The Real Moral Issue
Imposing Our Beliefs
by Paul Hazelden

The Real Moral Issue:
Index | Cold Climate | Imposing Beliefs | Living As Christians
| A Kind of Fasting | Squeamish Translating


Over the years, I have heard various people arguing about the morality of social nudity, and read various articles on the subject. Occasionally, the experience has been interesting and enlightening. Often, it fails to get past the "Nudity is wrong because I say so" on the one side and "Nudity is right because it feels so good" on the other.

I generally don't feel I have a lot to contribute to these debates. For a long time, it seemed to me that if I took my morality from the Bible, then there was no distinctive moral issue relating to nudity - in other words, the moral issues that did exist were the same ones that relate to every aspect of our lives, such as the need to show love to the people we meet: the issues are the same ones we face when deciding whether to eat another bar of chocolate, or whether to travel by bus or car.

Eventually, I found a distinctive moral question concerning private nudity: is it right to heat your house so you can be naked at home? Is not the morally responsible act to put on more clothes and lower the thermostat? When asked to comment on the moral issues, I wrote this up as an article called "The Real Moral Issue" and thought I could lay the subject to rest.

More recently, there has been a nagging feeling that there really is a moral question concerning public nudity that I have been ignoring over the years, and this is what I want to explore here.

As always, I write with the hope and expectation of a response from the readers: if you can see where I have made a mistake, please let me know. I will update this article as quickly as possible with any corrections.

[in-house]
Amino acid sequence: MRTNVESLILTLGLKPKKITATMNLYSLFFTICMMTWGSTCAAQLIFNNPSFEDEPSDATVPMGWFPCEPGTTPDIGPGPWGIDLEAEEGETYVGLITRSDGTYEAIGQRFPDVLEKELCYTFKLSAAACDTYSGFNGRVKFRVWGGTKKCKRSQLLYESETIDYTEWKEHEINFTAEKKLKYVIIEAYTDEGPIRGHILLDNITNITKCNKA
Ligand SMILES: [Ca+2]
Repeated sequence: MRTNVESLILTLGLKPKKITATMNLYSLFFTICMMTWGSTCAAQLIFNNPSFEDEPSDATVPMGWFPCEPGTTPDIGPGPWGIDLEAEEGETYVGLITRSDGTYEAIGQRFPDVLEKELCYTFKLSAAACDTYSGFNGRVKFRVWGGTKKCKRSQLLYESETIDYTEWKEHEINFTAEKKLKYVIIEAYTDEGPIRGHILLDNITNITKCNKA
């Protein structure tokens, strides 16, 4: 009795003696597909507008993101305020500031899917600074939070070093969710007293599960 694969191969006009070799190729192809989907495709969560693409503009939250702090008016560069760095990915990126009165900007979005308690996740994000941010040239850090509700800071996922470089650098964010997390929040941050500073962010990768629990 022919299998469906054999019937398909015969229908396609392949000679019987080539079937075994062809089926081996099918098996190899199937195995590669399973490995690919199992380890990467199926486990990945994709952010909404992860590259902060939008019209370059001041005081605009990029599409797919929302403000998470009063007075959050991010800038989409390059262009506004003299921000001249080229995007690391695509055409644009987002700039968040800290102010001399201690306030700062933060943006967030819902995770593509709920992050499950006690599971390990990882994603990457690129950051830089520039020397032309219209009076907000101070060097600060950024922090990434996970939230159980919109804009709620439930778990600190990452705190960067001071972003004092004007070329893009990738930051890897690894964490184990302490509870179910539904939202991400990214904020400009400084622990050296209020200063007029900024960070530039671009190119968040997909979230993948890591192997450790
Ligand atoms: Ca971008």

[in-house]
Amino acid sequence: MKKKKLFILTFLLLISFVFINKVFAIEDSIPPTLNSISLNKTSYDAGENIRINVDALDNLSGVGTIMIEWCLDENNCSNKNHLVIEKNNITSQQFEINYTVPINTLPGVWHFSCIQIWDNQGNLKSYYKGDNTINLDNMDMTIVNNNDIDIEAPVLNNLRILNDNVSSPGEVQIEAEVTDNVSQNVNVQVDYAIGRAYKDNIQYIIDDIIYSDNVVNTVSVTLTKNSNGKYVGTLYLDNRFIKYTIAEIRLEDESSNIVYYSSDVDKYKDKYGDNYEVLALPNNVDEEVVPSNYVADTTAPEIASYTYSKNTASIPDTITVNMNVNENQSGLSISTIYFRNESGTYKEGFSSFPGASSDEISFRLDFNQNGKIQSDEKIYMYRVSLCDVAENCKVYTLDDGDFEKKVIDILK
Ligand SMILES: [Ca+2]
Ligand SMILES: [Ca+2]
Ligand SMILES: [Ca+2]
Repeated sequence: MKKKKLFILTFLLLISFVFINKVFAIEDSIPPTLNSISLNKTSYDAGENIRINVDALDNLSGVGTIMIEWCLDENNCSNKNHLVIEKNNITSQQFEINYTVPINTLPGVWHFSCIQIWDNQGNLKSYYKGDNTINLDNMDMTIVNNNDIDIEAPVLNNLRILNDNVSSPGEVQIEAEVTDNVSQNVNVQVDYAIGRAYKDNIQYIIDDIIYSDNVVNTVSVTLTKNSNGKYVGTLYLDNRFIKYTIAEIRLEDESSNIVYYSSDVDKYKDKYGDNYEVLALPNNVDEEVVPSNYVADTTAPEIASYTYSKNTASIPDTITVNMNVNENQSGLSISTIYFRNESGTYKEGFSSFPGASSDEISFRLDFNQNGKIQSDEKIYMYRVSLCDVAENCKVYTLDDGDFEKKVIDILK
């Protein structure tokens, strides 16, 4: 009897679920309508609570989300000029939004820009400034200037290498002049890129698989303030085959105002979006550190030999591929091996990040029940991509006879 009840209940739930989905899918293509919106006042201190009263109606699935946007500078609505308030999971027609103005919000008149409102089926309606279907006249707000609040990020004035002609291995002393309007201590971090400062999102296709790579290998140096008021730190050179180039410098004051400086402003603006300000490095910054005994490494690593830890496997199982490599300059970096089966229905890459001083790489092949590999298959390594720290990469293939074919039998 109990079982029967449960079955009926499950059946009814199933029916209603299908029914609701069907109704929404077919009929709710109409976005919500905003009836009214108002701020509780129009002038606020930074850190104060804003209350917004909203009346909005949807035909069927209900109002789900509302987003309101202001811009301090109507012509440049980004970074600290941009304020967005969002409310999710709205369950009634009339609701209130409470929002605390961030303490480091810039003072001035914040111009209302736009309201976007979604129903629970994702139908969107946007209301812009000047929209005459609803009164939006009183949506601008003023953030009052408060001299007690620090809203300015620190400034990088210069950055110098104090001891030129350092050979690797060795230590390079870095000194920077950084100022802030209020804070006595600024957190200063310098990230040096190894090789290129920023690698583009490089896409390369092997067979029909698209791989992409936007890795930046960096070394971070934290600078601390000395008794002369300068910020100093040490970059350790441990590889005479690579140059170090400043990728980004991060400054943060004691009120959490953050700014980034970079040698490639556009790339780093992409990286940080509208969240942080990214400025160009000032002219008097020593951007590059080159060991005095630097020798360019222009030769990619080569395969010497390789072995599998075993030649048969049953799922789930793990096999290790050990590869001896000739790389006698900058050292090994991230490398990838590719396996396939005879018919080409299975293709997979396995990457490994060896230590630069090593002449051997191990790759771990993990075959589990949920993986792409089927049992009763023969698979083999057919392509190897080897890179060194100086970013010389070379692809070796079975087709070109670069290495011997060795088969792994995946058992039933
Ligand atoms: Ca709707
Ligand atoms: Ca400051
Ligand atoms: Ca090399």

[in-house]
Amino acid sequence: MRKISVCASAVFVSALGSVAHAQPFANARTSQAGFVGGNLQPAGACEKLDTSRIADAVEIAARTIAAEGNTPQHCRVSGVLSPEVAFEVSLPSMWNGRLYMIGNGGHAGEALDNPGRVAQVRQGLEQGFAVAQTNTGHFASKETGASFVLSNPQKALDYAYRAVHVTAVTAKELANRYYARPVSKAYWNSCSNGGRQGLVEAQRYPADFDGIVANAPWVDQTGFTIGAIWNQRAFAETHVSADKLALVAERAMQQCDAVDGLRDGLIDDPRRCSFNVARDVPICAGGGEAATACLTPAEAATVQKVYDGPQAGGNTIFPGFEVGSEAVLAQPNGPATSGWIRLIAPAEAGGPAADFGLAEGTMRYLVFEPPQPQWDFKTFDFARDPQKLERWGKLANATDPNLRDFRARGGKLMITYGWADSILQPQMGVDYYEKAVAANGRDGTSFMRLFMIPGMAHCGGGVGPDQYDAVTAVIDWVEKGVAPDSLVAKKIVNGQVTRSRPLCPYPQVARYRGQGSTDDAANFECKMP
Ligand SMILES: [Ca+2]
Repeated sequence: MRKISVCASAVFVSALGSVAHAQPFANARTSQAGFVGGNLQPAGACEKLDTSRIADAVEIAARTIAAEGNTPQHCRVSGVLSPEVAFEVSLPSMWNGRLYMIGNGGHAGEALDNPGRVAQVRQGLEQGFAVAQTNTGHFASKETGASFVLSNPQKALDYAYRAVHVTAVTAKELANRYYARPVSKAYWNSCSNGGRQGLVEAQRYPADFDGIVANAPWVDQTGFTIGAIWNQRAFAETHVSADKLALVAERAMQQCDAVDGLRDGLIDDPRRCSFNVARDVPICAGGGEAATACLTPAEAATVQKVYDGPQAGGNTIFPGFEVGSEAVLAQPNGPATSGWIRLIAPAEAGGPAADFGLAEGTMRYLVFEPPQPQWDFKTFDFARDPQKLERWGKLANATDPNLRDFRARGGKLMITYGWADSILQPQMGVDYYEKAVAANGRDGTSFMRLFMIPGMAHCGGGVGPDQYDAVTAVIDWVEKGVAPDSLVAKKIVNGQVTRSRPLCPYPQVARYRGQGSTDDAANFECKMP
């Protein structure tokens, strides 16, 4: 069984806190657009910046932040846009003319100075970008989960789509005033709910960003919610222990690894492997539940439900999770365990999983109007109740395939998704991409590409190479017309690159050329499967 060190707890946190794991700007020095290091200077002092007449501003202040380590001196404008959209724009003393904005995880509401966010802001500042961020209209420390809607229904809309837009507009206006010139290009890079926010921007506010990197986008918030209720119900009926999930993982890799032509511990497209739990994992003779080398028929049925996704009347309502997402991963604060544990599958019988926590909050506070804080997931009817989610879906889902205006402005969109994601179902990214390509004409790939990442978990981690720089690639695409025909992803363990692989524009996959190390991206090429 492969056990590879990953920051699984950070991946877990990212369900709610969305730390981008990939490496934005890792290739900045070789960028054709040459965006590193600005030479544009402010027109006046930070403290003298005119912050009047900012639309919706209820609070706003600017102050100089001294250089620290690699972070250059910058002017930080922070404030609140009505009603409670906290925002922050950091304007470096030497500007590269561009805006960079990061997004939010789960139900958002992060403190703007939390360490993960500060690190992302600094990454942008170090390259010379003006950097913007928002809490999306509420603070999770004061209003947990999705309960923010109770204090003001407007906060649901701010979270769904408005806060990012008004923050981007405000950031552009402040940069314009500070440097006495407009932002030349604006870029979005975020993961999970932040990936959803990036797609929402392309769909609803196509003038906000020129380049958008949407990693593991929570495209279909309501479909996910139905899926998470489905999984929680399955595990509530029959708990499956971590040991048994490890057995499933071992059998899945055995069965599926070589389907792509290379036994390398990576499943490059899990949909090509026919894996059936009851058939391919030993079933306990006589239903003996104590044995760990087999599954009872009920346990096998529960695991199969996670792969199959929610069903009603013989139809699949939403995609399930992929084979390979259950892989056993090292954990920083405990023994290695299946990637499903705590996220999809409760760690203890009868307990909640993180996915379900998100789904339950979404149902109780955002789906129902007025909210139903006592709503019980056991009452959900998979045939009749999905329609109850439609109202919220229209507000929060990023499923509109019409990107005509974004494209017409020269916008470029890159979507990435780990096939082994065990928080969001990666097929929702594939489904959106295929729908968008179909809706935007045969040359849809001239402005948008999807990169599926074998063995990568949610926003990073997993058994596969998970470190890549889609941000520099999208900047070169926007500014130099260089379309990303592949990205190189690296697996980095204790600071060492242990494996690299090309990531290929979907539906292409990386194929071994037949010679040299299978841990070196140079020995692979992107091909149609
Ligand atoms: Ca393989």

What is Wrong With Public Nudity?

In most of the mainstream naturist press, you will constantly read statements by naturists saying they accept that nudity should be restricted to certain locations because people have the right not to be offended by the sight of naked bodies.

But do they?

What gives people the right not to be offended? And, more specifically, what gives them the right not to be offended by what they see?

In general, I am very sceptical about all the talk I hear about peoples' rights. We talk glibly about 'human rights' and 'the rights of the child' while ignoring massive difficulties with the concepts. I find it much more constructive to talk about responsibilities.

For example, while I agree with the sentiment, I struggle with the claim that 'children have the right not to be abused'. It seems much more helpful to say that adults have an obligation not to abuse children, and to protect children from abuse.

Similarly, I really don't know what it would mean to claim that you have a right not to be offended. Somehow, the universe should order itself in a way that conforms to your standards and expectations? I don't think so.

Turning it around, I can at least understand the claim that I have an obligation not to offend you. But let's think about that for a bit.

Thou Shalt Not Offend?

It seems to me that the moral principle that I should not offend other people is a relative principle, not an absolute one. It is more like good advice than a command: given the option, try not to offend other people. It is certainly not represented to us in the Bible with the same unambiguous clarity as 'Thou shalt not kill', for example.

And this makes sense. In social settings, particularly where there is a clash of cultures, it is often impossible not to offend some people. Try answering the question: do women have the right to abortion on demand? Whatever your answer, however tactful you may be, you will offend many people. And, sometimes, not answering the question is simply not an option.

It is not clear how I can avoid offending everyone - or, indeed, how I can avoid offending anyone. With moral issues, it is clear: I can avoid telling lies, and can avoid committing adultery, I can avoid murdering people. All these are things I can choose to do or not do, choices I can make. But when I offend you, the problem is not simply with what I do: it is with how you respond to what I do. And how can I know how you will respond?

This is not a problem most of the time for one simple reason: culture. Our culture tells us how to behave: it tells us what is expected, and what is unacceptable; what is normal, and what is offensive.